The largest corporation on the planet has its eyes, and its lawyers, on a small-time computer troubleshooter in the biggest little town in Australia.
Mullumbimby computer technician Tom Hain, who has run his Mr Macintosh business for around 12 years fixing Apple MacIntoshes and advising users without a hitch, has Apple Inc breathing down his neck over his use of logos and company name.
Lawyers for the global giant last month emailed Mr Hain requesting him to change his business name and stop using the Apple logo.
While Mr Hain says that’s fair enough, and has already removed such logos from his website, he says changing his longstanding business name is a little tougher.
‘I thought it was odd that I couldn’t use Macintosh and recently called them back to ask why not, but they said they had trademarked the name in relation to computers in Australia but in England they can’t because a Macintosh there is a raincoat.
‘More than anything it’s just a hassle and a little unfair, I’m flatout because I’m busy promoting their products, but I’ll soon have to get around to it,’ he told The Echo.
‘Lots of people use their logos.
‘That’s how the mighty Apple Inc treats someone who has campaigned tirelessly for them for over 10 years! I have had the registered business name of Mr Macintosh for that time and I am being politely requested to change my business name and stop using the Apple logo etc in all my dealing because “your current practices are detrimental to Apple”!
‘I regularly get asked if I get a commission because I promote their products so effectively but a big multinational is just that at the end of the day.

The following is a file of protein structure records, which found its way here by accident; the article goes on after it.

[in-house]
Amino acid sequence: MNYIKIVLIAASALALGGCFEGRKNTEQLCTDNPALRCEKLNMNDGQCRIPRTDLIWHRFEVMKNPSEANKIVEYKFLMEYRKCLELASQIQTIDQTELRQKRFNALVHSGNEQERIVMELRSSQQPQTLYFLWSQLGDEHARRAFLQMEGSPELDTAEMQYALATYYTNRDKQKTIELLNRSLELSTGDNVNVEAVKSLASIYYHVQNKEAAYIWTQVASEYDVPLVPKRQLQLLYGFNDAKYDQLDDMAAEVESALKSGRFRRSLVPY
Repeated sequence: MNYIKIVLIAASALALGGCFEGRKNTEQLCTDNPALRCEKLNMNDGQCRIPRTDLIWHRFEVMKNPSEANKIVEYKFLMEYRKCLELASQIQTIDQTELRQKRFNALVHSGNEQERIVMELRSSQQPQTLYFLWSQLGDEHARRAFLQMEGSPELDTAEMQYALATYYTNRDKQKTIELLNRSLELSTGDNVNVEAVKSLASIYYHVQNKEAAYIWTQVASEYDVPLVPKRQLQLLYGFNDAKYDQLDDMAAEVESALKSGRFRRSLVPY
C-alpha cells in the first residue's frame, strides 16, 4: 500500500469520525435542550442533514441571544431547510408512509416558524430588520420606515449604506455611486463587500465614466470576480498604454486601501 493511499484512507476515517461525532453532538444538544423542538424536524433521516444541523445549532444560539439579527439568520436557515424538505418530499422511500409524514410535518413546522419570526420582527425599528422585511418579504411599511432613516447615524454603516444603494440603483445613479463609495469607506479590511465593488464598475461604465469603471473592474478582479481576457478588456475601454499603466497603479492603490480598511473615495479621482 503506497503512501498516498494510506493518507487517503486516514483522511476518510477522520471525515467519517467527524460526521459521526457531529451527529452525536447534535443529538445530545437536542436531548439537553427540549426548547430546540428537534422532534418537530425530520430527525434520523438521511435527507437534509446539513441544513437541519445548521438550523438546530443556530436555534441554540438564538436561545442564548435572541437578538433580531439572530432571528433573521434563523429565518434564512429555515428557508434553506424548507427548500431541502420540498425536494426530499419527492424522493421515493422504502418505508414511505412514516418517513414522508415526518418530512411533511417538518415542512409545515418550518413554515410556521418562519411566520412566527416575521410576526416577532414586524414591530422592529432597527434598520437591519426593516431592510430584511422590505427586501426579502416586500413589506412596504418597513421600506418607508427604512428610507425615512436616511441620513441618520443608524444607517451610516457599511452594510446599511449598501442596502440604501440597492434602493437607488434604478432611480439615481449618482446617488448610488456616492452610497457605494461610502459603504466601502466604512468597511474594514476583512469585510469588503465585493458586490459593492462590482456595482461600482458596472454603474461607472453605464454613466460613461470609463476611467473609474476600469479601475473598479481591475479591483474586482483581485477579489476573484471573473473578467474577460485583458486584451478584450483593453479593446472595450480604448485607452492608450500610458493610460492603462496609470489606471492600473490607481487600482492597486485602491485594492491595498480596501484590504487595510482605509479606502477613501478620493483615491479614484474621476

‘This month alone, two new Macs were brought in, not even taken out of their boxes with customers asking if I could set them up, the customers typically say “Oh, it would have taken me all day, but you have done it in an hour”.’
The corporation wrote to him through their lawyer after seeing the Mr Macintosh ad in The Echo as well as his website and Facebook pages.
‘Apple appreciates your support and enthusiasm for its products, but we must ask that you change your business name or, preferably, choose a new name that doesn’t incorporate any of Apple’s trademarks including the MACINTOSH mark,’ the email said.
They also requested he amends his business website and Facebook page once he changes his business name ‘to reflect your new business’.
‘We do not believe that you are intentionally infringing Apple’s rights and wishes to resolve this matter amicably. However, your current practices are detrimental to Apple. ‘We do not make this request to disrupt your business, but as the owner of these trade marks, Apple must take steps to protect them.’